There were the Rougiers, for instance, an old ragged, dwarfish couple who plied an extraordinary trade. They used to sell postcards on the Boulevard St Michel. The curious thing was that the postcards were sold in sealed packets as pornographic ones, but were actually photographs of châteaux on the Loire; the buyers did not discover this till too late, and of course never complained. The Rougiers earned about a hundred francs a week, and by strict economy managed to be always half starved and half drunk. The filth of their room was such that one could smell it on the floor below. According to Madame F., neither of the Rougiers had taken off their clothes for four years.
Or there was Henri, who worked in the sewers. He was a tall, melancholy man with curly hair, rather romantic-looking in his long sewer-man's boots. Henri's peculiarity was that he did not speak, except for the purposes of work, literally for days together. Only a year before he had been a chauffeur in good employ and saving money. One day he fell in love, and when the girl refused him he lost his temper and kicked her. On being kicked the girl fell desperately in love with Henri, and for a fortnight they lived together and spent a thousand francs of Henri's money. Then the girl was unfaithful; Henri planted a knife in her upper arm and was sent to prison for six months. As soon as she had been stabbed the girl fell more in love with Henri than ever, and the two made up their quarrel and agreed that when Henri came out of jail he should buy a taxi and they would marry and settle down. But a fortnight later the girl was unfaithful again, and when Henri came out she was with child. Henri did not stab her again. He drew out all his savings and went on a drinking-bout that ended in another month's imprisonment; after that he went to work in the sewers. Nothing would induce Henri to talk. If you asked him why he worked in the sewers he never answered, but simply crossed his wrists to signify handcuffs, and jerked his head southward, towards the prison. Bad luck seemed to have turned him half-witted in a single day.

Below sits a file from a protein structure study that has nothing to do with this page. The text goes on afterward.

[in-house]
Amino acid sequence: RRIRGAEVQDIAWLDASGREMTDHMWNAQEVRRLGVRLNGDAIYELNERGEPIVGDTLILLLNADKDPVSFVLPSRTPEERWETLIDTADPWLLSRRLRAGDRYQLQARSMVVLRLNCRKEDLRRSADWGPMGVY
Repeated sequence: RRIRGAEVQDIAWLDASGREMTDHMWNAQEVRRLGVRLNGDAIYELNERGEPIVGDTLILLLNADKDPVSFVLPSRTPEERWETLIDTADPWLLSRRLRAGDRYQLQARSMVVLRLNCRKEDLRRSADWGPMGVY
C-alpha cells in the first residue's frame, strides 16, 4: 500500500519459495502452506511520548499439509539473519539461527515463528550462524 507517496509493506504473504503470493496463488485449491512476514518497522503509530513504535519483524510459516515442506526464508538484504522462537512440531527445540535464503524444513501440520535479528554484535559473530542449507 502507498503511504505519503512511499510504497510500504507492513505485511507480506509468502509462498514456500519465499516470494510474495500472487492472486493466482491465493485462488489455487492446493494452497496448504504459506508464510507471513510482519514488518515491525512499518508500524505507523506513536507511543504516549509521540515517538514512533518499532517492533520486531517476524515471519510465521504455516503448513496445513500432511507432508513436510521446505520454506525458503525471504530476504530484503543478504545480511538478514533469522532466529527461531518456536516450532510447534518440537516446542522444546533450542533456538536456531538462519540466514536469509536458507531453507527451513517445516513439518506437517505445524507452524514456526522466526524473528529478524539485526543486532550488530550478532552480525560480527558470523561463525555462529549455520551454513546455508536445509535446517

Or there was R., an Englishman, who lived six months of the year in Putney with his parents and six months in France. During his time in France he drank four litres of wine a day, and six litres on Saturdays; he had once travelled as far as the Azores, because the wine there is cheaper than anywhere in Europe. He was a gentle, domesticated creature, never rowdy or quarrelsome, and never sober. He would lie in